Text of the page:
Sean Leroux, plant manager for Kason Industries in Newnan, Ga., believes in learning by doing. When he and Skipper Schofield, continuous improvement manager for Kason, had the opportunity to get involved with the Georgia Tech Lean Consortium – a forum for organizations to advance their knowledge and effective use of lean principles – they didn’t merely sit in on meetings and take notes. They took the ball and ran with it.
“In going through different factories and facilities, we were able to learn new ideas and then try to expand on them within our own facility,” said Schofield. “If we can bring back one good idea from each event, then we’ve been successful.”
As part of the Consortium, member company representatives rotate hosting the group at their facilities, where they present their vision for lean and the challenges and successes to date. After a plant tour, the group provides feedback to identify areas of success, as well as opportunities for further improvement. Members are also offered exclusive training classes in areas that they help to select.
Leroux and Schofield learned about reducing die changeover time inventory control from Newnan-based Bonnell, an aluminum extrusion manufacturer. They were particularly impressed with the 6S program of E.G.O., a local manufacturer of heating elements, as well as the way the company’s equipment was color-coded and labeled. The 6S program derives from 5S, the method of workplace organizations and visual controls developed by Hiroyuki Hirano, which translates into sort, stabilize, shine, standardize and sustain. Many companies add a sixth S, safety, to eliminate hazards and embed safe conditions into all work environments.
“E.G.O. had a great training program in 6S, and Earl Smith and Dave Perry, both E.G.O. engineers, led a group of 16 people here at Kason, most of them managers,” Leroux recalled. “We did a spin-off of that and then trained our entire factory in that methodology.”
Schofield also received invaluable assistance from Bonnell when it came to learning about implementing ISO 9001, a set of standards for quality management systems. Bill Tucker, quality and process manager for Bonnell, invited Schofield into the company’s facility to see how it approached the standard.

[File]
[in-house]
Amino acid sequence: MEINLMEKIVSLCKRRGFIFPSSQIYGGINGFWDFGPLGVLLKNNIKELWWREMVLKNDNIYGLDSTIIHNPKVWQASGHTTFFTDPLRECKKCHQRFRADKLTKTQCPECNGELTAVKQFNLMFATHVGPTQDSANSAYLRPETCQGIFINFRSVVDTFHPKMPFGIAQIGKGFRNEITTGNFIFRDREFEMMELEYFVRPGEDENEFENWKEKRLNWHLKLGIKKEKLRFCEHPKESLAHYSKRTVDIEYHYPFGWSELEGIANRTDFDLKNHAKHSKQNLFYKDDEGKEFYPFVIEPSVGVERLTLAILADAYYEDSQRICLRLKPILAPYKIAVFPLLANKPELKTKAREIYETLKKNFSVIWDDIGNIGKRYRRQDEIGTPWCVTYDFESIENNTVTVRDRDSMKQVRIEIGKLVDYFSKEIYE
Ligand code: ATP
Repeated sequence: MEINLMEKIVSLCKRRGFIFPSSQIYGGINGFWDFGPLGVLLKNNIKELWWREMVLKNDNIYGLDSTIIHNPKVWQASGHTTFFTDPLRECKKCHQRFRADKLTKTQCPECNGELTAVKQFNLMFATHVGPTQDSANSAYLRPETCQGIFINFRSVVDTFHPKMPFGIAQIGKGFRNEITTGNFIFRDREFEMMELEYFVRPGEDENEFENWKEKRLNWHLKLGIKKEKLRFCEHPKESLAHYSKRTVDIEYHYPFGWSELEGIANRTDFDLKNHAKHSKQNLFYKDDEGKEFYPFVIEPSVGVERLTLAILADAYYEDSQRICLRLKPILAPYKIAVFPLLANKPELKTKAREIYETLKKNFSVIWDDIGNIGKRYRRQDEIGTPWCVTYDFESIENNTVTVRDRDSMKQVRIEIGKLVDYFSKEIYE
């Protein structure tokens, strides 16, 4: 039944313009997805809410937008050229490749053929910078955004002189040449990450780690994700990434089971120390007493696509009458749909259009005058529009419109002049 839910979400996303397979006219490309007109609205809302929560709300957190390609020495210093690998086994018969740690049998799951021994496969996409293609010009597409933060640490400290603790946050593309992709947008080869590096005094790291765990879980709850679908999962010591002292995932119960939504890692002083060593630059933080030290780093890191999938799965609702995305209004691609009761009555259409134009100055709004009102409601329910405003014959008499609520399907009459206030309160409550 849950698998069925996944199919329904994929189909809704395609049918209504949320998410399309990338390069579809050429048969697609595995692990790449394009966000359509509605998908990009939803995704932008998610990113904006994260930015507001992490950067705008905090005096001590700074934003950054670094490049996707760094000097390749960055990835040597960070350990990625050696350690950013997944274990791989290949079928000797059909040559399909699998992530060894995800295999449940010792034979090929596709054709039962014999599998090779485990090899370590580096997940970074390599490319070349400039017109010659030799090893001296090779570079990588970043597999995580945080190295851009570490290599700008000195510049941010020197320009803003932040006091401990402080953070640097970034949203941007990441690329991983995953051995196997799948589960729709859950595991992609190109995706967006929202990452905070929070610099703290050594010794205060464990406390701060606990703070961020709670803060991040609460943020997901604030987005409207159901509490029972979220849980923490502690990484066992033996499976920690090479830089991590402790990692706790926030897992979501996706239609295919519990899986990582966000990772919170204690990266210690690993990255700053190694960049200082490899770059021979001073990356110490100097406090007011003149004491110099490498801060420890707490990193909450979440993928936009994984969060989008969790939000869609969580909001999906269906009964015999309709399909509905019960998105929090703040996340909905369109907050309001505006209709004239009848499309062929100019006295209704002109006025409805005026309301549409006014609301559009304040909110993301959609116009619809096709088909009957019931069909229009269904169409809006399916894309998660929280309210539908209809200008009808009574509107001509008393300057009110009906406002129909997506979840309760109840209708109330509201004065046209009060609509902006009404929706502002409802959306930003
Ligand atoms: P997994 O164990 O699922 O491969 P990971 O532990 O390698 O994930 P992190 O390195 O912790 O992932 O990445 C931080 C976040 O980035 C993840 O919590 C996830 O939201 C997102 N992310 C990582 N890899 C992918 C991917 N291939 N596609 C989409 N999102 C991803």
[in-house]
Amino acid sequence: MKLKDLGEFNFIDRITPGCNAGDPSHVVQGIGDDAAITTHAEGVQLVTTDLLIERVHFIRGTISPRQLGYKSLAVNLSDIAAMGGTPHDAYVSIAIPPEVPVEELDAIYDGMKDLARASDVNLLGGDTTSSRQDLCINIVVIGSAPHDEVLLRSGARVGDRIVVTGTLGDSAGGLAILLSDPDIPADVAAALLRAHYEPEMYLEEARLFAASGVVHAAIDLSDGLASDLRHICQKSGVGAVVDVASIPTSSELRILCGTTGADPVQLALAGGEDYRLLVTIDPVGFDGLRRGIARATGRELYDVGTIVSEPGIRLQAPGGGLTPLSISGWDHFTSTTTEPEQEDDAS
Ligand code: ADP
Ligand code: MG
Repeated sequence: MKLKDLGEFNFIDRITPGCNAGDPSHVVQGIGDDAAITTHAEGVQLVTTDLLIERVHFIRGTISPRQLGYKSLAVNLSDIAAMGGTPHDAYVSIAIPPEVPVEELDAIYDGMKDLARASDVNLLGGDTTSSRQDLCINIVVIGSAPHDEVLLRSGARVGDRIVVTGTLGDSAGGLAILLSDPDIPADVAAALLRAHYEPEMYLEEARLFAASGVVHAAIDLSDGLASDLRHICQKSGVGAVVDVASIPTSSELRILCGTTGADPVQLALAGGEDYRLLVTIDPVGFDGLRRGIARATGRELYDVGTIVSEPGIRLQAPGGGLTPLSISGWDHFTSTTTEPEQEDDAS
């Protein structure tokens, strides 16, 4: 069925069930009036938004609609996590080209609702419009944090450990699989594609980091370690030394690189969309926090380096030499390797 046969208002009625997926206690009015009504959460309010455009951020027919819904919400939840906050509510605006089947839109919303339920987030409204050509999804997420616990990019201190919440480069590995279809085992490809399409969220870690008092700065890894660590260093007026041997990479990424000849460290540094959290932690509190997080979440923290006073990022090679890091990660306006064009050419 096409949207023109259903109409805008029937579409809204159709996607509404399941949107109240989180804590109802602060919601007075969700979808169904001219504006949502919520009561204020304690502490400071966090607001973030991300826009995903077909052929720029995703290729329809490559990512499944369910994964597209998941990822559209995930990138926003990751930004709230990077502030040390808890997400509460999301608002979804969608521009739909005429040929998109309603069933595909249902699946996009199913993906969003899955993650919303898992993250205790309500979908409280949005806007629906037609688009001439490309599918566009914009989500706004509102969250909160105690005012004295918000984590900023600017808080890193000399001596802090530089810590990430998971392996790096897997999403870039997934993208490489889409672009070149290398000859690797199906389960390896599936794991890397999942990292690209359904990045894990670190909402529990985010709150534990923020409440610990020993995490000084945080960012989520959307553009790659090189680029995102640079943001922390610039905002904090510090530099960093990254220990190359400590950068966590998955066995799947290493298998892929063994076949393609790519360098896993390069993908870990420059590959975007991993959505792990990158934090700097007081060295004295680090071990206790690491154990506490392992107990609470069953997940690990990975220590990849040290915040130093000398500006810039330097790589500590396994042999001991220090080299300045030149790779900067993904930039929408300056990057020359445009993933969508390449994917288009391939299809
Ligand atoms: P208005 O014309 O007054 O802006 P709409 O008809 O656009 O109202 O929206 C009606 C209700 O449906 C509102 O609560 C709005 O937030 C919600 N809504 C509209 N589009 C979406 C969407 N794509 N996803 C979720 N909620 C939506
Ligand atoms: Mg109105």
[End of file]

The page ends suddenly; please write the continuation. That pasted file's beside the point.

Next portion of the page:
“The nice thing about Bonnell is we have similar processes, so there’s no sense in recreating the wheel,” observed Schofield. “I was actually able to tag along with the quality auditor at Bonnell during their six-month audit and ask whatever questions I wanted. It was a unique experience to see things from the auditor’s perspective.”
According to Larry Alford, director of the Georgia Tech Lean Consortium, the working relationship between Kason, E.G.O. and Bonnell demonstrates the best of what the Consortium can offer.
“What these guys have done is really special. They’ve taken it beyond just seeing each other at the meetings and translated it into how they can genuinely help each other,” he said. “I am overwhelmed by one company’s willingness to come to another company and teach a course.”
Organizations from any economic sector – including manufacturing, service, government or health care – are welcome in the Georgia Tech Lean Consortium if they have a vision for lean within their organizations, a strategy and commitment to its implementation and successful experiences to share with the consortium.
Lean principles are a set of tools widely used in manufacturing to help identify and steadily eliminate waste from an organization’s operations. Already, 11 south metro Atlanta companies, six Augusta area companies and seven northwest Georgia companies are participating in the Lean Consortium through shared training and peer-to-peer relationships.
Photo caption: Earl Smith of E.G.O., Sean Leroux of Kason, Bill Tucker of Bonnell, Larry Alford of Georgia Tech EI2, Skipper Schofield of Kason, and Dave Perry of E.G.O., all shared continuous improvement ideas as part of Georgia Tech’s Lean Consortium.
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Writer: Nancy Fullbright